As doctors, we should not be patronising and tell our patients what is best for them. As adults, we have the right to make an informed choice. For this reason, I have written short summaries on the three most commonly treatments encountered on the web. I hope you will find it useful . If you feel that your problem with floaters is so disabling to justify taking these risks then make sure you go to a reputable retinal surgeon (and avoid floater specialists for obvious reasons!). Removing the vitreous is the easy bit retinal surgeons do before they go on to fix the problem such as removing membranes, reattaching retinas etc. so do not feel that you are safer in the hands of a floater specialist!!

Before making a choice, you will need to be informed about the customised risk profile of your own eye, which depends on the state of the vitreous, the presence of a cataract, the size of the eye, the presence of degenerations at the edge of the retina, ...and the list goes on.

Treatment # 1: YAG Floaterectomy

Laser breaks up opacities in the gel but it does not remove them

My advice: Avoid


1) Uncontrolled transmission of energy from the gel to the retina with increased risk of retinal tears and retinal detachment

2) It has very modest success rate. I personally do not buy what floater specialists claim on their websites. A study by a reputable group in the UK found that 38% of patients who had YAG floaterectomy had a moderate reduction in symptoms whereas 62% had no improvement (REF). Patients report that they have gone from having a few large floaters to lots of little ones.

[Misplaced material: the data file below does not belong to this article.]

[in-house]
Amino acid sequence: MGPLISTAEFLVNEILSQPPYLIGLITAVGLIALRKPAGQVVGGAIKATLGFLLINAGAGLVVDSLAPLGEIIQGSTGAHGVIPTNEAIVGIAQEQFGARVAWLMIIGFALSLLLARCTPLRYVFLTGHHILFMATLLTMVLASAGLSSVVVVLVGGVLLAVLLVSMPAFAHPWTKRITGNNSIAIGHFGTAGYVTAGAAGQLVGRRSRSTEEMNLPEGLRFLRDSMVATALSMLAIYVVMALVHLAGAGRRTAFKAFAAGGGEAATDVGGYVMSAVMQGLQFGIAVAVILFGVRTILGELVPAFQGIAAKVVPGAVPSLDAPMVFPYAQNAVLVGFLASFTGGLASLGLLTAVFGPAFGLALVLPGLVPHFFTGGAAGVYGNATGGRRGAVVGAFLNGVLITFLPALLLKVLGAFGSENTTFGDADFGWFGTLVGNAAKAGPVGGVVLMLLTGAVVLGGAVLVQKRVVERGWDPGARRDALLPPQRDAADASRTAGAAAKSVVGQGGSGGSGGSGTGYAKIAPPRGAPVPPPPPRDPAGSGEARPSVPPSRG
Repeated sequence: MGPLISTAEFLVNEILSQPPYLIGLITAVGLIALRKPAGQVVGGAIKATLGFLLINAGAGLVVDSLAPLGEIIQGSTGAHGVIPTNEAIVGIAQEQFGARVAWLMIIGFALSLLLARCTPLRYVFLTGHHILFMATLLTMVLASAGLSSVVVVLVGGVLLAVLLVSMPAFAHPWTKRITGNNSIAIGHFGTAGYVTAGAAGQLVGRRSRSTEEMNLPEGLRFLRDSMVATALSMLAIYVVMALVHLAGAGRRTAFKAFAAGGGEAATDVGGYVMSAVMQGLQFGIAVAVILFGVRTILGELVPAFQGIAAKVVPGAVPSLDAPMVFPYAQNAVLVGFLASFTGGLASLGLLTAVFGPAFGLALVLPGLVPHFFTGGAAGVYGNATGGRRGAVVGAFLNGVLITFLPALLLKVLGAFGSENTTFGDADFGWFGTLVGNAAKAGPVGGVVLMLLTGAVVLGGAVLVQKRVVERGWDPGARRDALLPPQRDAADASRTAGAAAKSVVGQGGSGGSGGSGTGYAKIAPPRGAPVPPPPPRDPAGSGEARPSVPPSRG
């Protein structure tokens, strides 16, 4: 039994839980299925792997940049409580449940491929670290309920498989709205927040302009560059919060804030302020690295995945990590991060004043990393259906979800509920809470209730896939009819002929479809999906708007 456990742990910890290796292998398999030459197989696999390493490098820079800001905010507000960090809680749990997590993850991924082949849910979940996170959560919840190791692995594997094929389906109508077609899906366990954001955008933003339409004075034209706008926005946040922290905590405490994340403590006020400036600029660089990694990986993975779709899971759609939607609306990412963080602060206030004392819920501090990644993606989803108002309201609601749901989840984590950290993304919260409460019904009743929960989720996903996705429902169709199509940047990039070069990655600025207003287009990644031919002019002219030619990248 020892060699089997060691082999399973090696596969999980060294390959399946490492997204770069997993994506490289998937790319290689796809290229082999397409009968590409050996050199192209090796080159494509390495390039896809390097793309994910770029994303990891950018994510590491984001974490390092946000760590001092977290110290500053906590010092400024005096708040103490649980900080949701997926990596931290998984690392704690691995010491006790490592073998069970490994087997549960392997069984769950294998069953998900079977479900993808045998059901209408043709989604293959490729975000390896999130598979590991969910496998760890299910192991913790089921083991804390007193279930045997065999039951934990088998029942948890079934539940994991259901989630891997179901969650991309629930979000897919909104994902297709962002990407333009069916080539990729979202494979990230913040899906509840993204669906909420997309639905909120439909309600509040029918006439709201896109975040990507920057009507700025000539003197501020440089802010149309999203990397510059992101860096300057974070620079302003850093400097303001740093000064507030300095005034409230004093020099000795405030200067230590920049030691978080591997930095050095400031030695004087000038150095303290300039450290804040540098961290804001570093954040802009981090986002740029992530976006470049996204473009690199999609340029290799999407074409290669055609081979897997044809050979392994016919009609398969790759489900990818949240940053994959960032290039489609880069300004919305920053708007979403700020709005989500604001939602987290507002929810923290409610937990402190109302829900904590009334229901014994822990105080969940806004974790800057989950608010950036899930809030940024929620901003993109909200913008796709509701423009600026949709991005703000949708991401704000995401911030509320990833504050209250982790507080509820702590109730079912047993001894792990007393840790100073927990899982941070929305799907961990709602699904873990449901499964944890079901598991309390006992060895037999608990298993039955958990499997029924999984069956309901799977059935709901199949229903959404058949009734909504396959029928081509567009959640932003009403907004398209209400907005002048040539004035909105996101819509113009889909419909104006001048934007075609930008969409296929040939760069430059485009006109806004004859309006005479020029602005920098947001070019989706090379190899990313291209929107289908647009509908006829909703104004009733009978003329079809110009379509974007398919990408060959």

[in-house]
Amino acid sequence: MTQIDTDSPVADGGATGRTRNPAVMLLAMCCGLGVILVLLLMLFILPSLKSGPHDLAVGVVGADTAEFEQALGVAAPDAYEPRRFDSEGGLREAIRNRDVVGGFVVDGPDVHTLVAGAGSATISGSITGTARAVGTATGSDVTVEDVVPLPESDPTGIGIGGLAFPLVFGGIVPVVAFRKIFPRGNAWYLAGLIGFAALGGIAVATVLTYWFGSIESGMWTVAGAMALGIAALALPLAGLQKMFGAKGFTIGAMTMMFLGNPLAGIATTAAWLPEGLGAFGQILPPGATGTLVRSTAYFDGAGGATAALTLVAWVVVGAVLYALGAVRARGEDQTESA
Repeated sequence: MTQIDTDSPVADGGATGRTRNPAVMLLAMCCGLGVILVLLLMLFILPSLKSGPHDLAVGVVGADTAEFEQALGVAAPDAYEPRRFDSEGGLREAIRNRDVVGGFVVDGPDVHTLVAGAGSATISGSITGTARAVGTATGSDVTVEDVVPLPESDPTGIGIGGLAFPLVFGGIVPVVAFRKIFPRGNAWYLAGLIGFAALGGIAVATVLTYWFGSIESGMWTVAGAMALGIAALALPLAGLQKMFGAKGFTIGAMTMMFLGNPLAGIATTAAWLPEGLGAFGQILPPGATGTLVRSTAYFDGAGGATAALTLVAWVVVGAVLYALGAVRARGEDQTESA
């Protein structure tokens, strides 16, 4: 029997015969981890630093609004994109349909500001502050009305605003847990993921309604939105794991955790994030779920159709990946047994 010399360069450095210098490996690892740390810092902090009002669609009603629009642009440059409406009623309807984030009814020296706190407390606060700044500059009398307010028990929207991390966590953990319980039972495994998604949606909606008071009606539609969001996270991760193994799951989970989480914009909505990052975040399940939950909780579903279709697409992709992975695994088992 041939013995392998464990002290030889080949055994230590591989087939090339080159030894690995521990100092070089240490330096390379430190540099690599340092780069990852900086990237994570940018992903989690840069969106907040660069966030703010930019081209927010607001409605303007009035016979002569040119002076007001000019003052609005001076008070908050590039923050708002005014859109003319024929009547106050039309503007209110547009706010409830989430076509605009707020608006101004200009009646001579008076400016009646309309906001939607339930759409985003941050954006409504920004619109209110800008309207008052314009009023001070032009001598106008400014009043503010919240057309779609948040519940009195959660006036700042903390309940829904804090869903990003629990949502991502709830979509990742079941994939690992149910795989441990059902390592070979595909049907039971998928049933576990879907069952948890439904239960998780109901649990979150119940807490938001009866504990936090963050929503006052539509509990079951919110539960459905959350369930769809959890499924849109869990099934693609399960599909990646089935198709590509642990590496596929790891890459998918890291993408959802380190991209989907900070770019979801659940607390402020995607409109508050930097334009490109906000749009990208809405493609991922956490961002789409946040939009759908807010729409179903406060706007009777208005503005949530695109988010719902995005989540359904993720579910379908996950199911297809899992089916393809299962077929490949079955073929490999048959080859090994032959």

Treatment #2: Floaterectomy with Clear Lens/Cataract Removal.

Removal of the lens of the eye to provide access to the back of the eye where a vitrector removes the front bit of the vitreous. The natural lens of the eye is then replaced by a plastic lens implant. It requires two cuts on the eye. The surgeon uses a microscope which allows a view of the lens and the front bit of the vitreous but the retina can not be visualised in this setting.

My advice: Avoid


1) The removal of gel is performed with an anterior vitrector through the front of the eye and no direct view of the retina. This means that if any retinal tears occur during surgery (which can be anywhere between 5 and 15% of cases), they will not be treated at that time and may go on to cause a retinal detachment. Also, most anterior vitrectors have a low cut rate (cuts per minute), which puts more stress at the edge of the retina and increases the risk of retinal tears.

2) Removal of only part of the gel is proven to increase the risk of future retinal detachment by many fold and these detachments often occur many years after the original surgery.

3) 1 in a 1000 risk of infection and severe vision loss